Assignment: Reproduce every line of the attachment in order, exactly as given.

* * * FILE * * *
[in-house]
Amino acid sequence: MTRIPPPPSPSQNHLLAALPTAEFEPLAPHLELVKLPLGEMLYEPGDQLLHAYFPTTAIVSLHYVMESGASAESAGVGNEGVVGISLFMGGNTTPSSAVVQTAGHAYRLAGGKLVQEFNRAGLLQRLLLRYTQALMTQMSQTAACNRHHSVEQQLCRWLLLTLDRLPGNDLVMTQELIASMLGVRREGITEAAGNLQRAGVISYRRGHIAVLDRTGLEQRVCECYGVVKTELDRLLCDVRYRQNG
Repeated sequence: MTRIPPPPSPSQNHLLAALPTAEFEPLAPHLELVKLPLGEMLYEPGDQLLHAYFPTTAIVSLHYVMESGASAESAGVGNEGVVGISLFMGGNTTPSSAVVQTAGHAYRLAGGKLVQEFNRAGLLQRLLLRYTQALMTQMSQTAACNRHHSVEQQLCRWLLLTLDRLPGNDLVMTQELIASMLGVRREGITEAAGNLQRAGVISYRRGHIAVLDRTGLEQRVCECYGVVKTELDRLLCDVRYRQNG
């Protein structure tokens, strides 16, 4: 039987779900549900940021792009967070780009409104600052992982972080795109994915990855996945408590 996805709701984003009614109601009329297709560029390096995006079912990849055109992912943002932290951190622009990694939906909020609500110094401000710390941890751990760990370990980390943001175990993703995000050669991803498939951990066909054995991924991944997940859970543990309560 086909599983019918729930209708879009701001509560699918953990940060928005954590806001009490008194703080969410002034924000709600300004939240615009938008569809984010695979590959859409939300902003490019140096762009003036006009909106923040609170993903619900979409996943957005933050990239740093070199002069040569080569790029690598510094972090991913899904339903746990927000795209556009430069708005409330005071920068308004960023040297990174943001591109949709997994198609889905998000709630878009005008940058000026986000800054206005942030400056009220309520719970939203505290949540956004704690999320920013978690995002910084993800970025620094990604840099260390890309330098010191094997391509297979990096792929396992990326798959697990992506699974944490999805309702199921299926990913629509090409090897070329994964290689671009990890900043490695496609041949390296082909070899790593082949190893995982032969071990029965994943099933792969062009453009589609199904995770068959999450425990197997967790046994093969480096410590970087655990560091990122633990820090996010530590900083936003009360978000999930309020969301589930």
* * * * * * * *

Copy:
[in-house]
Amino acid sequence: MTRIPPPPSPSQNHLLAALPTAEFEPLAPHLELVKLPLGEMLYEPGDQLLHAYFPTTAIVSLHYVMESGASAESAGVGNEGVVGISLFMGGNTTPSSAVVQTAGHAYRLAGGKLVQEFNRAGLLQRLLLRYTQALMTQMSQTAACNRHHSVEQQLCRWLLLTLDRLPGNDLVMTQELIASMLGVRREGITEAAGNLQRAGVISYRRGHIAVLDRTGLEQRVCECYGVVKTELDRLLCDVRYRQNG
Repeated sequence: MTRIPPPPSPSQNHLLAALPTAEFEPLAPHLELVKLPLGEMLYEPGDQLLHAYFPTTAIVSLHYVMESGASAESAGVGNEGVVGISLFMGGNTTPSSAVVQTAGHAYRLAGGKLVQEFNRAGLLQRLLLRYTQALMTQMSQTAACNRHHSVEQQLCRWLLLTLDRLPGNDLVMTQELIASMLGVRREGITEAAGNLQRAGVISYRRGHIAVLDRTGLEQRVCECYGVVKTELDRLLCDVRYRQNG
């Protein structure tokens, strides 16, 4: 039987779900549900940021792009967070780009409104600052992982972080795109994915990855996945408590 996805709701984003009614109601009329297709560029390096995006079912990849055109992912943002932290951190622009990694939906909020609500110094401000710390941890751990760990370990980390943001175990993703995000050669991803498939951990066909054995991924991944997940859970543990309560 086909599983019918729930209708879009701001509560699918953990940060928005954590806001009490008194703080969410002034924000709600300004939240615009938008569809984010695979590959859409939300902003490019140096762009003036006009909106923040609170993903619900979409996943957005933050990239740093070199002069040569080569790029690598510094972090991913899904339903746990927000795209556009430069708005409330005071920068308004960023040297990174943001591109949709997994198609889905998000709630878009005008940058000026986000800054206005942030400056009220309520719970939203505290949540956004704690999320920013978690995002910084993800970025620094990604840099260390890309330098010191094997391509297979990096792929396992990326798959697990992506699974944490999805309702199921299926990913629509090409090897070329994964290689671009990890900043490695496609041949390296082909070899790593082949190893995982032969071990029965994943099933792969062009453009589609199904995770068959999450425990197997967790046994093969480096410590970087655990560091990122633990820090996010530590900083936003009360978000999930309020969301589930």